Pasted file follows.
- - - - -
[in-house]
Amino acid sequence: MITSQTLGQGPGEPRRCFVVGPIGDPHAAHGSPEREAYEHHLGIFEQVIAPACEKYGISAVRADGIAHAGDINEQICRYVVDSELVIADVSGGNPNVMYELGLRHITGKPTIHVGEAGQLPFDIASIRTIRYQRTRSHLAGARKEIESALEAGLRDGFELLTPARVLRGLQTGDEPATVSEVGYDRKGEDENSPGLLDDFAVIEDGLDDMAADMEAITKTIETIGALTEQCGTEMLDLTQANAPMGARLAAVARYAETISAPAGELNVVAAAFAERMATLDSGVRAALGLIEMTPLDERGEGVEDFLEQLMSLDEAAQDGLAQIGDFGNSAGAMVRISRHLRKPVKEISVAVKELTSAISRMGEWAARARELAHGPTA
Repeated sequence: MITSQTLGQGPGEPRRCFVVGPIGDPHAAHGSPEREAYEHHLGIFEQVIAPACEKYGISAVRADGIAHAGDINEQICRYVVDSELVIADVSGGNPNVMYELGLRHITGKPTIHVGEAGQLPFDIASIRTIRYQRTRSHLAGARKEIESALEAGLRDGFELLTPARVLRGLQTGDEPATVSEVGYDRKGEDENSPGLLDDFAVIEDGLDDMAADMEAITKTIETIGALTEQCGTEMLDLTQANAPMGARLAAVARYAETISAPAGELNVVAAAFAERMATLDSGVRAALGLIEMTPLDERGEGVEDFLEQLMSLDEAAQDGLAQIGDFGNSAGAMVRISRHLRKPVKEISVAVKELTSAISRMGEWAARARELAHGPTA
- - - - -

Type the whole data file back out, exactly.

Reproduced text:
[in-house]
Amino acid sequence: MITSQTLGQGPGEPRRCFVVGPIGDPHAAHGSPEREAYEHHLGIFEQVIAPACEKYGISAVRADGIAHAGDINEQICRYVVDSELVIADVSGGNPNVMYELGLRHITGKPTIHVGEAGQLPFDIASIRTIRYQRTRSHLAGARKEIESALEAGLRDGFELLTPARVLRGLQTGDEPATVSEVGYDRKGEDENSPGLLDDFAVIEDGLDDMAADMEAITKTIETIGALTEQCGTEMLDLTQANAPMGARLAAVARYAETISAPAGELNVVAAAFAERMATLDSGVRAALGLIEMTPLDERGEGVEDFLEQLMSLDEAAQDGLAQIGDFGNSAGAMVRISRHLRKPVKEISVAVKELTSAISRMGEWAARARELAHGPTA
Repeated sequence: MITSQTLGQGPGEPRRCFVVGPIGDPHAAHGSPEREAYEHHLGIFEQVIAPACEKYGISAVRADGIAHAGDINEQICRYVVDSELVIADVSGGNPNVMYELGLRHITGKPTIHVGEAGQLPFDIASIRTIRYQRTRSHLAGARKEIESALEAGLRDGFELLTPARVLRGLQTGDEPATVSEVGYDRKGEDENSPGLLDDFAVIEDGLDDMAADMEAITKTIETIGALTEQCGTEMLDLTQANAPMGARLAAVARYAETISAPAGELNVVAAAFAERMATLDSGVRAALGLIEMTPLDERGEGVEDFLEQLMSLDEAAQDGLAQIGDFGNSAGAMVRISRHLRKPVKEISVAVKELTSAISRMGEWAARARELAHGPTA